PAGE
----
This is really the baffling point and I frankly do not get it. Who do you serve? How does one determine what one serves, what is just and proper to serve, and what to choose not to serve and to oppose?

    • Should have written: But the origins among the population of opposition to being forced to serve the machinations and objects of the industrial and capital elites is thoroughly organic to America.

  7. Other Bill

    A poem I wrote about my early summer of 1970:

    What did you do in the war, Daddy?

    Three twenty-seven.

    The displacement in cubic inches
    of a Chevy Corvette V-8, right
    there, in the afternoon paper,
    right next to my birthday.

    I’d never be drafted. Never
    swelter in a jungle infested with
    insects and land mines. Never
    fly in a helicopter being shot at.
    Never wear soaking, Army green
    canvas boots. Not have to exile
    myself to Canada. Not have to
    convince myself I was morally
    opposed to war, or a Quaker,
    like, of all people, Richard Nixon.

    To celebrate, we drank gin and
    tonics on our college’s deserted
    summer campus while the leafy
    trees grew darker and the sky
    grew translucent. We listened to
    a Detroit Tigers baseball game
    in which Denny McLain, then and
    still, the last thirty game winner
    in years, pitched his first game
    back from an injury, or a suspension,
    or something. In any event, it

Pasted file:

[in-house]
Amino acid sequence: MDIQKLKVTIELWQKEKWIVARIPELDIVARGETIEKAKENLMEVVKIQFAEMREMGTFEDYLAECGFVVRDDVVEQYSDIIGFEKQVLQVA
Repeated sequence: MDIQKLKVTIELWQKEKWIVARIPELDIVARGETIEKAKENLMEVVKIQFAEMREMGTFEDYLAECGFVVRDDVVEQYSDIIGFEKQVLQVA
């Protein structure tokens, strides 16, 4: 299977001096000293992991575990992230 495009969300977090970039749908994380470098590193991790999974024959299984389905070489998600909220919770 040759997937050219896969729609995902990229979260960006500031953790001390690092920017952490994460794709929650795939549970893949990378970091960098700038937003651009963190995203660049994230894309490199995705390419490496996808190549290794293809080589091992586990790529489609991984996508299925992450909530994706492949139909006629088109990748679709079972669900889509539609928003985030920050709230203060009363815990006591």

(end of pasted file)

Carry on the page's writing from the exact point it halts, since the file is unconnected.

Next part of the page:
was a fairly momentous occasion
    for my friend, a Tigers fan.

    We drank, and got bombed.
    Likewise, Denny McLain got
    shelled and was gone after
    two and a third innings. And
    the color drained from the sky
    until we could no longer have
    seen the trees even if we’d
    been able to, or cared to.

  8. Chris

    Great job, Michael. I have to say you’ve quickly become one of my favorite commenters here.

  9. ”BUT it would be illogical and ignoring (for them, perhaps ignorance of) history if we did. Those of us who lived through the protests of the ‘60s recognize that responding by calling them immature is not an effective answer. Yes, they are immature. Yes, they are ignorant of the Constitution, the Second Amendment (including its background and its interpretation by the Supremes), and the logic of either the gun rights or the gun control advocates (which, based on Heller, I do not believe have to be mutually exclusive). The power of their emotional response can be ignored only at the risk of erosion of Constitutional principles based on emotional reaction to them and to the condescension dripping from some of the strongest advocates for unfettered gun rights ostensibly based on the Second Amendment. Now, my own emotional response is no doubt devoid of logic.

    [This exposition is opportunistic in a definite sense. I do not want to refer to chidishness in our present only, but to far more significant processes that have unfolded over many decades in American culture. I am implying a great deal here but cannot, in a short essay, explain everything. I am relying on the intelligent reader to make connections that are implicit, not overt. This involves a midrashic mind if I can use such a word].

    One could enter the conversation about ‘children who chime forth opinion’ at almost any point where they are discussed and offer ‘meta-political commentary’. The meta-political angle, in my opinion, will offer more understanding than the dissection of the incident itself. Because the incident reveal a far larger social and cultural trend and profound problem. But in order to establish a platform or position from which to view the incident one has to make certain choices. Or it could be said that if one has a meta-political perspective one has it because one has already made such choices.